Five years ago, ordinary Americans fell under the grip of a strange new malady that caused them to sleepwalk across the country to a destination only they knew. They were followed on their quest by the shepherds: friends and family who gave up everything to protect them.
Their secret destination: Ouray, a small town in Colorado that would become one of the last outposts of civilization. Because the sleepwalking epidemic was only the first in a chain of events that led to the end of the world—and the birth of a new one.
The survivors, sleepwalkers and shepherds alike, have a dream of rebuilding human society. Among them are Benji, the scientist struggling through grief to lead the town; Marcy, the former police officer who wants only to look after the people she loves; and Shana, the teenage girl who became the first shepherd—and an unlikely hero whose courage will be needed again.
Because the people of Ouray are not the only survivors, and the world they are building is fragile. The forces of cruelty and brutality are amassing under the leadership of self-proclaimed president Ed Creel. And in the very heart of Ouray, the most powerful survivor of all is plotting its own vision for the new world: Black Swan, the A.I. who imagined the apocalypse.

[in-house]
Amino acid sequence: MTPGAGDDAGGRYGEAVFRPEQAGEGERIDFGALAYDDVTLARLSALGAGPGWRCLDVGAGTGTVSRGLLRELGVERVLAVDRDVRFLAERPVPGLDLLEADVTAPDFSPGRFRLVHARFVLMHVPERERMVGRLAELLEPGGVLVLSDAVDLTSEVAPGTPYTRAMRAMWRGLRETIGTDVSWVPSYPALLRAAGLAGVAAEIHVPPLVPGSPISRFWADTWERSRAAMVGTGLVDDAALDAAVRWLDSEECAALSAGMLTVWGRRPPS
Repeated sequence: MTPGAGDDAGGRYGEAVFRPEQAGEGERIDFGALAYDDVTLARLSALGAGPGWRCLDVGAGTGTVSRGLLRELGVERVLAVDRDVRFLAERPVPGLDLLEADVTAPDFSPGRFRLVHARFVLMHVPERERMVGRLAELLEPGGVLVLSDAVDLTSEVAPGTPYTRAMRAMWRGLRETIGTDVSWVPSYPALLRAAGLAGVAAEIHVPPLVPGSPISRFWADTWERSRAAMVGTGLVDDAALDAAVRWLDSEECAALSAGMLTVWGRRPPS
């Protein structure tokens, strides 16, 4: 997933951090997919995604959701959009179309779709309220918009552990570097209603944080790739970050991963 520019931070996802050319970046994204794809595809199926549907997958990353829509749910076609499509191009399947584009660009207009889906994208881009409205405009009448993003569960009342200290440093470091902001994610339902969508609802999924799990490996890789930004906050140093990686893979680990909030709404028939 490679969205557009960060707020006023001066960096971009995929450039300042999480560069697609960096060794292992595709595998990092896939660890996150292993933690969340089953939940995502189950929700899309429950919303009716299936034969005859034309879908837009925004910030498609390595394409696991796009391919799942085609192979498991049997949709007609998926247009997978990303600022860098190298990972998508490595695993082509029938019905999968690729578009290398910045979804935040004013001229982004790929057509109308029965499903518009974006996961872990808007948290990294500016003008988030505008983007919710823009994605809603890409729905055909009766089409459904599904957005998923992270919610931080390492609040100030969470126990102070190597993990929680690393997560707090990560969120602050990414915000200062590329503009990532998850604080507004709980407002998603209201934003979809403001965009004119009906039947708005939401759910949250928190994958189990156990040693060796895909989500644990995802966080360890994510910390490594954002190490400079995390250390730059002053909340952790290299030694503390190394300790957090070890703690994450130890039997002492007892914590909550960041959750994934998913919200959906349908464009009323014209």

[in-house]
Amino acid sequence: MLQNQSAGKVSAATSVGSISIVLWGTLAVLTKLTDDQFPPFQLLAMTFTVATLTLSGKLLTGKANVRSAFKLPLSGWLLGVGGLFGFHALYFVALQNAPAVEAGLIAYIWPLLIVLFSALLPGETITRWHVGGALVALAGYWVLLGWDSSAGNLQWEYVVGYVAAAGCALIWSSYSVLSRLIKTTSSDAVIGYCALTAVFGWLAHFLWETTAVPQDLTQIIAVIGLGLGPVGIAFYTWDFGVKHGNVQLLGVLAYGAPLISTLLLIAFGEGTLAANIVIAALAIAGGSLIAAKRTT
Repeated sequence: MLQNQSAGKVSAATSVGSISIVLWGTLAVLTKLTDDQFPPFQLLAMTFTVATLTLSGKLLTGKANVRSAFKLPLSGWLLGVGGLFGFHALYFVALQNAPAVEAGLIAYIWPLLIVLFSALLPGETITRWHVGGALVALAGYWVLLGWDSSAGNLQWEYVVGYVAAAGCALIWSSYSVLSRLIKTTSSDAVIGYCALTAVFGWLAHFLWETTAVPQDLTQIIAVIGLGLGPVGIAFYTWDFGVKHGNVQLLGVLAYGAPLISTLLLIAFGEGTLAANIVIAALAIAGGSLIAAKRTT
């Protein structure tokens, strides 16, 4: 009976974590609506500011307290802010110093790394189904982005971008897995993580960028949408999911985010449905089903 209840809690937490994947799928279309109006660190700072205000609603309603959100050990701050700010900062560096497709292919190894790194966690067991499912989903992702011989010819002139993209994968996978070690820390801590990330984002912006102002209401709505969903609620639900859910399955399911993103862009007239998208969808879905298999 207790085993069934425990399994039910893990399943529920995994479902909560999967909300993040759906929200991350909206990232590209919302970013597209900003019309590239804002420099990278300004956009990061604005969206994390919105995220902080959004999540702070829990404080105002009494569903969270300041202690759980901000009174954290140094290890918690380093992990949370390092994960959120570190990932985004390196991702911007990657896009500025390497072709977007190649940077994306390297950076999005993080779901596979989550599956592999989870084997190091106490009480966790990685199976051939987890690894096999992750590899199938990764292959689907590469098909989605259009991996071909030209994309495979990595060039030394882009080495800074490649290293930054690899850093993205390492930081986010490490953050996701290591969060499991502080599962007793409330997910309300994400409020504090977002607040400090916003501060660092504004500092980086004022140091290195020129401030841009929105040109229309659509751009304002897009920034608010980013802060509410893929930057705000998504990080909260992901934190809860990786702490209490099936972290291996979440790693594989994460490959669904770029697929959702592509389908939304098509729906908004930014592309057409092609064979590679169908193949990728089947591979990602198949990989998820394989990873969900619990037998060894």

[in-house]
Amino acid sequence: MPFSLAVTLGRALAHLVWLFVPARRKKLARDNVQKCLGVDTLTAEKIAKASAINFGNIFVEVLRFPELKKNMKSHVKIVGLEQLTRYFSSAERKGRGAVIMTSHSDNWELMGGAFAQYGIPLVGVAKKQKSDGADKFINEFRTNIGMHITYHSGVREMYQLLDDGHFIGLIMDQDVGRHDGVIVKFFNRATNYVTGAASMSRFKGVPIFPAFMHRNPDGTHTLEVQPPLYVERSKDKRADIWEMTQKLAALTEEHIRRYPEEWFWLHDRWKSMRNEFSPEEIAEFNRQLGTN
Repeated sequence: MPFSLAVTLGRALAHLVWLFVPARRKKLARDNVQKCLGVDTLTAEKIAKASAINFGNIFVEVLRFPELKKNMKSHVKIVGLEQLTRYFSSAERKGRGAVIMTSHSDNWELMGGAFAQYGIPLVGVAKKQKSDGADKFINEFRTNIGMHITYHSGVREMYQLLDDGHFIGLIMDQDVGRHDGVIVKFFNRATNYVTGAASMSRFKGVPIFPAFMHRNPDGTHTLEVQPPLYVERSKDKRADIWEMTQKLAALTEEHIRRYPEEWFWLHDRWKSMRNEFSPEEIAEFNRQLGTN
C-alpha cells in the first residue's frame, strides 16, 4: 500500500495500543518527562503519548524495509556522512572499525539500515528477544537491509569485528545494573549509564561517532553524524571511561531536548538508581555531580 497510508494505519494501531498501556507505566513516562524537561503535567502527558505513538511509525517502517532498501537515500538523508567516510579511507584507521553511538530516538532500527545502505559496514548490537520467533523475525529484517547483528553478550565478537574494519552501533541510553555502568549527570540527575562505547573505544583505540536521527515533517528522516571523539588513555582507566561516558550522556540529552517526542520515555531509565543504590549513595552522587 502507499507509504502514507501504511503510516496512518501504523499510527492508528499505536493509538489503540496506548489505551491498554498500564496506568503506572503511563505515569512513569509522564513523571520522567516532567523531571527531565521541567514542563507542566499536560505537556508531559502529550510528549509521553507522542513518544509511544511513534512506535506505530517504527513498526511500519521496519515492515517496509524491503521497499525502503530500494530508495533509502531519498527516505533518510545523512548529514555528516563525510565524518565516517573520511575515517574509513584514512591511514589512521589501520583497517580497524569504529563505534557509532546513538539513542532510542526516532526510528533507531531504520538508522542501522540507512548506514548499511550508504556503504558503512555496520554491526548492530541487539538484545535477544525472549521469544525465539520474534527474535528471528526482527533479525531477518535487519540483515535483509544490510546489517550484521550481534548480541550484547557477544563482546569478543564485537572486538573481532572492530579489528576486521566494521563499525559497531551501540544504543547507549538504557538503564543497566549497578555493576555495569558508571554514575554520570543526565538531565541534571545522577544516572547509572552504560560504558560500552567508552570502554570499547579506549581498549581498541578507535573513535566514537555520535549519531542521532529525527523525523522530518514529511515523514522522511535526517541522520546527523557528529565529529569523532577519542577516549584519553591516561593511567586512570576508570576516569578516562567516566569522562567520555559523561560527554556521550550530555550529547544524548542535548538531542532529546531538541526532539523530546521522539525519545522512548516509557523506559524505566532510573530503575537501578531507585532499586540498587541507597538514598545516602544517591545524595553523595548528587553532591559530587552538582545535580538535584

Against these threats, Benji, Marcy, Shana, and the rest have only one hope: one another. Because the only way to survive the end of the world is together. (synopsis via Gizmodo)
It is a rare thing indeed to find a wholly original approach to telling the story of the end of the world.
But in Wanderers Chuck Wendig manages it breathtakingly well, crafting a story that is expansive in its vision, richly alive with fully-formed characters and sobering in its imaginative intensity and raw humanity.
Now this most unique of novels has a sequel, Wayward, and from the brief excerpt provided to us in the Gizmodo story, “Get a First Peek at Chuck Wendig’s Post-Apocalyptic Wanderers Sequel, Wayward”, it looks like it’s going to be bit the thoughtful, immersive read that it’s predecessor is, with a stunning cover courtesy of Carlos Beltrán and David Stevenson (cover design), and Michael Bryan (cover art).
The world has ended and it’s at this point in most apocalyptic books that we simply get the end of all things, humanity at its worst and the world at its most final and dire.
But the synopsis refreshingly suggests that Wayward might, like Station Eleven, The Lightest Object in the Universe, The Beginning of the End and The Book of M and other books before it, offer some hope, the kind with muscularity, strength and motivating power, the kind of hope that moves mountains and might just making something good of the end of the world.
We find out if that’s the case on 2 August, 2022 when Wayward hit shelves.